The court found that the violations were neither wilful nor the result of failure to take practicable precautions against their occurrence; that there had been collected, in excess of the maximum legal rent, $608 from the plaintiff Boykins, $400 from the plaintiff Willie Banks, and $358 from the plaintiff Goodine; and that $500 was due the plaintiffs as a reasonable attorney's fee for prosecuting the violations. The plaintiffs have appealed from the judgment entered upon these conclusions, assigning error in a ruling of the court permitting an amendment to the answer in the finding, and in the conclusions. The plaintiffs' fundamental objection to the judgment in their favor is that the court refused to award them either $50 for each...

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20 cases
  • Brockett v. Jensen
    • United States
    • Supreme Court of Connecticut
    • December 13, 1966
    ...Practice Book (1951) § 397 (now Practice Book, 1963, § 628(a)). The trier is the judge of the credibility of witnesses. Banks v. Adelman, 144 Conn. 176, 179, 128 A.2d 534, and cases cited therein. A further requirement for such an addition to the finding is that the particular portion of th......
  • Martin v. Kavanewsky
    • United States
    • Supreme Court of Connecticut
    • February 4, 1969
    ...witness is wholly insufficient. Practice Book § 628(a). 'The trier is the judge of the credibility of witnesses. Banks v. Adelman, 144 Conn. 176, 179, 128 A.2d 534, and cases cited therein. A further requirement for such an addition to the finding is that the particular portion of the appen......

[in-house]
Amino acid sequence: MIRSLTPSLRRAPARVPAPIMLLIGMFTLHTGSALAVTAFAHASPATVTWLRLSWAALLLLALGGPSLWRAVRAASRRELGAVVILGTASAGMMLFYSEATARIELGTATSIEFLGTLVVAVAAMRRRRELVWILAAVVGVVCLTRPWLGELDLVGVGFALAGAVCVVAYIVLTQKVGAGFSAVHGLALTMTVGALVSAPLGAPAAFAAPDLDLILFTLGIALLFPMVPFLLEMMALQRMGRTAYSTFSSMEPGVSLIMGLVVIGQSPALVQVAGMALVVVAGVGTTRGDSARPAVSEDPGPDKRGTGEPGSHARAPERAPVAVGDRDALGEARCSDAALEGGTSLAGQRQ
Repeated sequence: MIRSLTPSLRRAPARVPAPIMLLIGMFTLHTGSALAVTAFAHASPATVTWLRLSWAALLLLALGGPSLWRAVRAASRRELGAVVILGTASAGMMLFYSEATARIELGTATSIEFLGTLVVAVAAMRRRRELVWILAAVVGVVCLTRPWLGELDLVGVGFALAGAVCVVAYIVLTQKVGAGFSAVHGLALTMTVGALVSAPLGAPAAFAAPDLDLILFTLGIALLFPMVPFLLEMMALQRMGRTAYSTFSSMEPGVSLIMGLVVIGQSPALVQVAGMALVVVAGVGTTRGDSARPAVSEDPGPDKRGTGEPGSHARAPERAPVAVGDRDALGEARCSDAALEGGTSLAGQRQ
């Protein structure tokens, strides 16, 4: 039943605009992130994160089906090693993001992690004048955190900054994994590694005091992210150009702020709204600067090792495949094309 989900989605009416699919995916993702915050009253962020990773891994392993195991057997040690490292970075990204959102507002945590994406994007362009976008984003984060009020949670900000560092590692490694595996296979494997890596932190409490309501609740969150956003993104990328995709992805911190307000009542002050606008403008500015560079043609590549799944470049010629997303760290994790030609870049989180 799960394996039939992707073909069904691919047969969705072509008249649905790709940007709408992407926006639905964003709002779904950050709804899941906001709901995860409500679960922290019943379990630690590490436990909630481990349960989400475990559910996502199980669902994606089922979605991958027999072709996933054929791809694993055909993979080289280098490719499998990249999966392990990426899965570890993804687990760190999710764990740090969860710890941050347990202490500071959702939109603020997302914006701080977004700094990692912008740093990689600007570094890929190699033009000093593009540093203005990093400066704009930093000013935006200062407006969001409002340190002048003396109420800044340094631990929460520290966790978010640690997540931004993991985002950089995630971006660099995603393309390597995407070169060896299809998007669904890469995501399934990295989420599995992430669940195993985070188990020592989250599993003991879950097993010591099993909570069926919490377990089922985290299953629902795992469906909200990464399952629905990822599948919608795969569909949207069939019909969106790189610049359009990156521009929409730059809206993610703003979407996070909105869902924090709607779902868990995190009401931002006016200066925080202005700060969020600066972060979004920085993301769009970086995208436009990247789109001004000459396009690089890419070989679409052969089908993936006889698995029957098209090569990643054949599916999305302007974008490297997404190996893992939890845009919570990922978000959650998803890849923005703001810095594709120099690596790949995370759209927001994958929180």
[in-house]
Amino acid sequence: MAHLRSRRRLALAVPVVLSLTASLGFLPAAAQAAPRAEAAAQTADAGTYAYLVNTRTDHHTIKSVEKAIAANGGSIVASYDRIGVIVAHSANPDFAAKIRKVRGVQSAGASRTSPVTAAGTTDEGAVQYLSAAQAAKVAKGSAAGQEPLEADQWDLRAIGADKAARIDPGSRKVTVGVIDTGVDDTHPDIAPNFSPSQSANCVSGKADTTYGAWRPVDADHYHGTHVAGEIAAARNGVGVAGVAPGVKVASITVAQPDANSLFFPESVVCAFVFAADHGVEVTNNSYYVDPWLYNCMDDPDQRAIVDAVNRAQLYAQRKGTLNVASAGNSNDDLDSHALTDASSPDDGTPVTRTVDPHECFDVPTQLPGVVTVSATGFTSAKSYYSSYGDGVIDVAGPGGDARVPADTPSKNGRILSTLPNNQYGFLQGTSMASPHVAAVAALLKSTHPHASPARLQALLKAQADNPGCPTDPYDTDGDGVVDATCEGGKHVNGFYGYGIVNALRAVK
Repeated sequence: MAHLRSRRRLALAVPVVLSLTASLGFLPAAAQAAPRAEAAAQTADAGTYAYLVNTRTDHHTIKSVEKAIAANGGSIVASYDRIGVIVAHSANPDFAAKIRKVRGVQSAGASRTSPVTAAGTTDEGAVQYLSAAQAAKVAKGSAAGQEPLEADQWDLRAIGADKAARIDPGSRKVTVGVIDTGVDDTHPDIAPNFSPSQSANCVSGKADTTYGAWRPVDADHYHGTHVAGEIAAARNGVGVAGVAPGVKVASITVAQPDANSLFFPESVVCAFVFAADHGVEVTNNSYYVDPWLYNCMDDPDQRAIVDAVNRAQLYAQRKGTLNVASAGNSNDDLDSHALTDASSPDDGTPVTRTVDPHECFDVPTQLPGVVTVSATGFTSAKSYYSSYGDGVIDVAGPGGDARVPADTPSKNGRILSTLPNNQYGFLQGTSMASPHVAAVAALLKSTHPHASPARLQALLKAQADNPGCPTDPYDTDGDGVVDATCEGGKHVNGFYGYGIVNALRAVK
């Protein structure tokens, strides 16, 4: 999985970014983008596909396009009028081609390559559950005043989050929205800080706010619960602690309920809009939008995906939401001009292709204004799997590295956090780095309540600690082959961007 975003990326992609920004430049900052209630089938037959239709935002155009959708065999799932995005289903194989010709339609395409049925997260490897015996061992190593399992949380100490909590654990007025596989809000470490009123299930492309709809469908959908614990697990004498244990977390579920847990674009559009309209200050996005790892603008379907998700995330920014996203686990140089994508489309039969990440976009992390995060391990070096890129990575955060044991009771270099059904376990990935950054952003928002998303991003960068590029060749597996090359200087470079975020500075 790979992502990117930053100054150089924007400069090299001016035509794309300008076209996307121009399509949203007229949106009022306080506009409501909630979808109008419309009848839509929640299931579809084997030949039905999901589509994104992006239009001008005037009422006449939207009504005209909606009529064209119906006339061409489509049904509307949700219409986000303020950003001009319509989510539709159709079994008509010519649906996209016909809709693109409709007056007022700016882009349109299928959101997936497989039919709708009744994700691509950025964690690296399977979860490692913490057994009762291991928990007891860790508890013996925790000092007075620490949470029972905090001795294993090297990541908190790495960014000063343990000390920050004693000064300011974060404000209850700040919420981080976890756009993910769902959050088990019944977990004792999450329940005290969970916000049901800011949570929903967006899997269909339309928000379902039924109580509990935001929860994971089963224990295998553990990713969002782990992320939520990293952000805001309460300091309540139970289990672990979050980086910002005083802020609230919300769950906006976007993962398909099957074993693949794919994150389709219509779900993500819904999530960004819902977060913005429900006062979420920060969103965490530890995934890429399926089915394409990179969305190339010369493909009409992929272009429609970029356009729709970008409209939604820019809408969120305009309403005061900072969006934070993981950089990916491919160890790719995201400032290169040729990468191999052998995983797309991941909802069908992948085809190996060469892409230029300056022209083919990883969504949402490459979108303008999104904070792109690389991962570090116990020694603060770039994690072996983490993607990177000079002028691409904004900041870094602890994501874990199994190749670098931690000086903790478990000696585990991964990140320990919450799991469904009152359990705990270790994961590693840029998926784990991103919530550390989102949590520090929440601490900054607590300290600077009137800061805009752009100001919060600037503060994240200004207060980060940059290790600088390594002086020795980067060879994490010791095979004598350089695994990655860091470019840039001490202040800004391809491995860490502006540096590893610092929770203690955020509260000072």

• Dick v. Dick
    • United States
    • Supreme Court of Connecticut
    • August 27, 1974
    ...of the trial court and that we will not usurp that function. LaReau v. Warden, 161 Conn. 303, 305, 288 A.2d 54; Banks v. Adelman, 144 Conn. 176, 179, 128 A.2d 534, and cases cited. In this case, where the finding and the appendices are replete with indications that both parties participated......
  • Foldeak v. Incerto, CV-1-688-15535
    • United States
    • Circuit Court of Connecticut. Connecticut Circuit Court, Appellate Division
    • June 5, 1970
    ...The testimony was highly conflicting, and in such a situation the trier is the judge of the credibility of witnesses. Banks v. Adelman, 144 Conn. 176, 179, 128 A.2d 534. We find nothing in the appeal which requires us to disturb the finding as it relates to the first count and the second Th......